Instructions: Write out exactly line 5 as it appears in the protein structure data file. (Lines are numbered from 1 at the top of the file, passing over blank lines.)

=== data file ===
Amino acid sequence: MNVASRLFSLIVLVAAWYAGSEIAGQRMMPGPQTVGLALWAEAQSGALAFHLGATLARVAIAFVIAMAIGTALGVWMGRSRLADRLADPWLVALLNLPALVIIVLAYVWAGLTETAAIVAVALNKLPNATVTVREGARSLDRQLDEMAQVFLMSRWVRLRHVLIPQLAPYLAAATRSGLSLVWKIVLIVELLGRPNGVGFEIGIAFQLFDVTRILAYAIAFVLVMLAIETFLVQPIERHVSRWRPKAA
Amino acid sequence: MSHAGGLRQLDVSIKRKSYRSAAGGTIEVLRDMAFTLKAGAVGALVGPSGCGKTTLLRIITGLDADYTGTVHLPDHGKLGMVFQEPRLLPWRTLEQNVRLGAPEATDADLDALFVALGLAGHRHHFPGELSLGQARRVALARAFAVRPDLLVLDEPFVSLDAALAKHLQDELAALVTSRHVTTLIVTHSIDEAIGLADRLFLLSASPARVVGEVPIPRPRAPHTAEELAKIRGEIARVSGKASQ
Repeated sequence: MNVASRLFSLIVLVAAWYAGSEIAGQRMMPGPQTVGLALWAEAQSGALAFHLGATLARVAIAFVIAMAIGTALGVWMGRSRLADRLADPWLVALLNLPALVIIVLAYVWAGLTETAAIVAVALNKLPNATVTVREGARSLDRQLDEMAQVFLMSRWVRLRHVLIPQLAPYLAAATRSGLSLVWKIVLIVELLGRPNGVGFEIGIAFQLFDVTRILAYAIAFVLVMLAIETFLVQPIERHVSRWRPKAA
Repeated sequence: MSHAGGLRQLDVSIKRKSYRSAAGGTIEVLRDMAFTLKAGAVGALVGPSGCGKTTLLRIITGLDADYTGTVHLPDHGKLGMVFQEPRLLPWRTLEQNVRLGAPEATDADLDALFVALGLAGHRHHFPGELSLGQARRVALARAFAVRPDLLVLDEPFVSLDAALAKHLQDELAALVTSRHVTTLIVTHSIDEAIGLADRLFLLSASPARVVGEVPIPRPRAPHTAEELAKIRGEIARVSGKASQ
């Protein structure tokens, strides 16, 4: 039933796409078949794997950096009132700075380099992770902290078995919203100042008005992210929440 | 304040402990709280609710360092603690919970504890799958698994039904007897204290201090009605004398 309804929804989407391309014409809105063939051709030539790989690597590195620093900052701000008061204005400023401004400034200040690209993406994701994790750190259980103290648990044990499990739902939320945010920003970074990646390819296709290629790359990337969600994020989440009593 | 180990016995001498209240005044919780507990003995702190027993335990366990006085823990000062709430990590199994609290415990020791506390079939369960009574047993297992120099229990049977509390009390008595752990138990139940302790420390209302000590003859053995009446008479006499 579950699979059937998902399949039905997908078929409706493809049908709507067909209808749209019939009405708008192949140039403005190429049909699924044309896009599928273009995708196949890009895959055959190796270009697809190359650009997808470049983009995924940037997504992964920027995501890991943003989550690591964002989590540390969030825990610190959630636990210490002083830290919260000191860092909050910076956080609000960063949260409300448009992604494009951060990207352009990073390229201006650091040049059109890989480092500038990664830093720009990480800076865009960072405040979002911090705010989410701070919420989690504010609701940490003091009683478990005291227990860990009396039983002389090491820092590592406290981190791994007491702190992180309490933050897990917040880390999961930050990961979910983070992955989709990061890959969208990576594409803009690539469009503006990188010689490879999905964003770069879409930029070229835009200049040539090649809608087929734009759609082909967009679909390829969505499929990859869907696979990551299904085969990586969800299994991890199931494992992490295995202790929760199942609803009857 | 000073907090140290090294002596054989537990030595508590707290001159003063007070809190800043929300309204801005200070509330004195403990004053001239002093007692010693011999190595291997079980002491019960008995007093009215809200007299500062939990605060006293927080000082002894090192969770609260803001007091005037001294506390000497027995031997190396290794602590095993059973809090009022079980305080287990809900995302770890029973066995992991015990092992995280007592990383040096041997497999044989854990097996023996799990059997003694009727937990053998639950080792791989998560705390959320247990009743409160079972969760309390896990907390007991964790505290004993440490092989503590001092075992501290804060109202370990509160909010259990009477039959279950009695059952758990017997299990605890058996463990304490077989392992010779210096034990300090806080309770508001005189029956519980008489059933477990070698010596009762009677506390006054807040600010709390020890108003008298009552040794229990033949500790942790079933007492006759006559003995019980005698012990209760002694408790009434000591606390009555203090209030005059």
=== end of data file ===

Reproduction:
């Protein structure tokens, strides 16, 4: 039933796409078949794997950096009132700075380099992770902290078995919203100042008005992210929440 | 304040402990709280609710360092603690919970504890799958698994039904007897204290201090009605004398 309804929804989407391309014409809105063939051709030539790989690597590195620093900052701000008061204005400023401004400034200040690209993406994701994790750190259980103290648990044990499990739902939320945010920003970074990646390819296709290629790359990337969600994020989440009593 | 180990016995001498209240005044919780507990003995702190027993335990366990006085823990000062709430990590199994609290415990020791506390079939369960009574047993297992120099229990049977509390009390008595752990138990139940302790420390209302000590003859053995009446008479006499 579950699979059937998902399949039905997908078929409706493809049908709507067909209808749209019939009405708008192949140039403005190429049909699924044309896009599928273009995708196949890009895959055959190796270009697809190359650009997808470049983009995924940037997504992964920027995501890991943003989550690591964002989590540390969030825990610190959630636990210490002083830290919260000191860092909050910076956080609000960063949260409300448009992604494009951060990207352009990073390229201006650091040049059109890989480092500038990664830093720009990480800076865009960072405040979002911090705010989410701070919420989690504010609701940490003091009683478990005291227990860990009396039983002389090491820092590592406290981190791994007491702190992180309490933050897990917040880390999961930050990961979910983070992955989709990061890959969208990576594409803009690539469009503006990188010689490879999905964003770069879409930029070229835009200049040539090649809608087929734009759609082909967009679909390829969505499929990859869907696979990551299904085969990586969800299994991890199931494992992490295995202790929760199942609803009857 | 000073907090140290090294002596054989537990030595508590707290001159003063007070809190800043929300309204801005200070509330004195403990004053001239002093007692010693011999190595291997079980002491019960008995007093009215809200007299500062939990605060006293927080000082002894090192969770609260803001007091005037001294506390000497027995031997190396290794602590095993059973809090009022079980305080287990809900995302770890029973066995992991015990092992995280007592990383040096041997497999044989854990097996023996799990059997003694009727937990053998639950080792791989998560705390959320247990009743409160079972969760309390896990907390007991964790505290004993440490092989503590001092075992501290804060109202370990509160909010259990009477039959279950009695059952758990017997299990605890058996463990304490077989392992010779210096034990300090806080309770508001005189029956519980008489059933477990070698010596009762009677506390006054807040600010709390020890108003008298009552040794229990033949500790942790079933007492006759006559003995019980005698012990209760002694408790009434000591606390009555203090209030005059």